State Rep. Ken Borton, of Gaylord, today voted to advance multiple recreational projects within legislation that will make key improvements to communities across northern Michigan.
A pair of projects in Charlevoix County will continue work on the Boyne City to Charlevoix Trail and make upgrades to the Sportsman’s Park River Access point in East Jordan.
In Antrim County, the proposal also lays out redevelopment at the Torch River Bridge Boating Access site through the Department of Natural Resources.
The projects are part of a wide-ranging Natural Resources Trust Fund proposal moving through the Legislature. House Bill 4469 allocates nearly $38 million for various projects, including 30 acquisition projects across the state and 46 development projects in the form of grants. The Michigan Natural Resources Trust Fund Board initially approved the projects in December.
“I support this funding and helped advance it through the Legislature because it’s important for our communities to have top-quality recreational opportunities,” Borton said. “These projects are going to make northern Michigan a better place to live and raise a family – and that stimulates growth in our region.”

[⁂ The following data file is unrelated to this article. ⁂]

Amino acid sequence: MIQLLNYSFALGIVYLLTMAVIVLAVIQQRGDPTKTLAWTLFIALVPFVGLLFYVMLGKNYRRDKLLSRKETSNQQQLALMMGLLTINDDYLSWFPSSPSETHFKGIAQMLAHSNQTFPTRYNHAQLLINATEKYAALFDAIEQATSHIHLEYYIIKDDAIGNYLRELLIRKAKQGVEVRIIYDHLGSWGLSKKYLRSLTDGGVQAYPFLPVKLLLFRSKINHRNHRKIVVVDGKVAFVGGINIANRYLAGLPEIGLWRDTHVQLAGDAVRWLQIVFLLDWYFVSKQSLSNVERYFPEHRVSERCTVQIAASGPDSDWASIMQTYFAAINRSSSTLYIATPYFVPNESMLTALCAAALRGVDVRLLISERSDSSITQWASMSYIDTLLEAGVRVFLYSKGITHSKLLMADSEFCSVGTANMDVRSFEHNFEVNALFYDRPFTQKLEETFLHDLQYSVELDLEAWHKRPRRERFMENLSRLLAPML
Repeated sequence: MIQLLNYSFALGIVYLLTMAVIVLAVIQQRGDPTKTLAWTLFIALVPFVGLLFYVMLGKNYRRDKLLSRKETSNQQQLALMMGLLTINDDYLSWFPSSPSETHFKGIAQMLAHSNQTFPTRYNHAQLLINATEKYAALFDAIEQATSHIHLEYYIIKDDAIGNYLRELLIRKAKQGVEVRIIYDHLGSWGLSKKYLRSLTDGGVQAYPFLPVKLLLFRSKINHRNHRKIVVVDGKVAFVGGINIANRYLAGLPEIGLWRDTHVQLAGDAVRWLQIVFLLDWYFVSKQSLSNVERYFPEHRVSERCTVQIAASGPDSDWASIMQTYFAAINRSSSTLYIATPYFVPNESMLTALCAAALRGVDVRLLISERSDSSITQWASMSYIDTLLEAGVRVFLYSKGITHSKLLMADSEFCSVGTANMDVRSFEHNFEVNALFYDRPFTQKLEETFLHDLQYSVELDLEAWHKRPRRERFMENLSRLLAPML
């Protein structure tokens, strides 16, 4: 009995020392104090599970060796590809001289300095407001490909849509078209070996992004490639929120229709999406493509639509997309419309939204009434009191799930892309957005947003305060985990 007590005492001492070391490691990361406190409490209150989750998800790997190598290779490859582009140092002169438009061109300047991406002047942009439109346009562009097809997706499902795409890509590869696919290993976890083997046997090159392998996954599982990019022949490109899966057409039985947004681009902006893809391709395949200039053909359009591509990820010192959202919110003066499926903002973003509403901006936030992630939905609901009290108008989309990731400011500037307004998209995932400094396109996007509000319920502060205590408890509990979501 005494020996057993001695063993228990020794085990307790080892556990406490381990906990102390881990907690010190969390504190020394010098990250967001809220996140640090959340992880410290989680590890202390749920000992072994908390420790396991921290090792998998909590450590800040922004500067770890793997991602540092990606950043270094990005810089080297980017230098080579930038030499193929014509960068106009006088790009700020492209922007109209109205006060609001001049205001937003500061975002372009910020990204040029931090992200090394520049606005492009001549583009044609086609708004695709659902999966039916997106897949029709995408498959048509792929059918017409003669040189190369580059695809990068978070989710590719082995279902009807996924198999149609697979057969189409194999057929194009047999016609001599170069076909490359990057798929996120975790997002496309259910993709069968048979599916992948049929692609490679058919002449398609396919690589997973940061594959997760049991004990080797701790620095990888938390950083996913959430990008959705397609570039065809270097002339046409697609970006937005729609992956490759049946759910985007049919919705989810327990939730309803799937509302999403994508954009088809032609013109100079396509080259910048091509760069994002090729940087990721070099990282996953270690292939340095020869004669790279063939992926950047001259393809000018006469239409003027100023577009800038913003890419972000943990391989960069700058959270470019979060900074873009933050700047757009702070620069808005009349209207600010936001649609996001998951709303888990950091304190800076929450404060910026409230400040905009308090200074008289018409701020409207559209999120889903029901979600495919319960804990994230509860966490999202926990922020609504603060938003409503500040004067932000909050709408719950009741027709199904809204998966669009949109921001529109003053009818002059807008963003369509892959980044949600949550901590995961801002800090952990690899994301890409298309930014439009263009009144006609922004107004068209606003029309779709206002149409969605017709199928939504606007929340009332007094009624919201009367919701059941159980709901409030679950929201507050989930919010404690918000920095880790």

A total of $292,600 will go toward the third of five phases of development on the Boyne City to Charlevoix Trail. This includes two miles of new trail from North Springwater Beach Road through the village of Horton Bay to the Teesdale Nature Preserve – partially along Lake Charlevoix. The paved 10-foot-wide trail will ultimately connect Boyne City with the Little Traverse Wheelway.
A total of $300,000 will renovate the 16-acre Sportsman’s Park in East Jordan for improved access to the Jordan River Water Trail. The improvements also include a non-motorized watercraft landing, an accessible canoe and kayak launch, and other facility upgrades. Another $300,000 will go toward a state development project which renovates and expands the existing Torch River Bridge boating access site using recently acquired property near the original site in Antrim County.
Money in the Natural Resources Trust Fund comes from the development of minerals on state land – not general tax money – and is distributed on an annual basis in partnership with local governments. The money must be used for acquisition or recreational development projects, according to the Michigan Constitution. The trust fund program dates back to the 1970s.
The projects within HB 4469 move to the Senate for further consideration.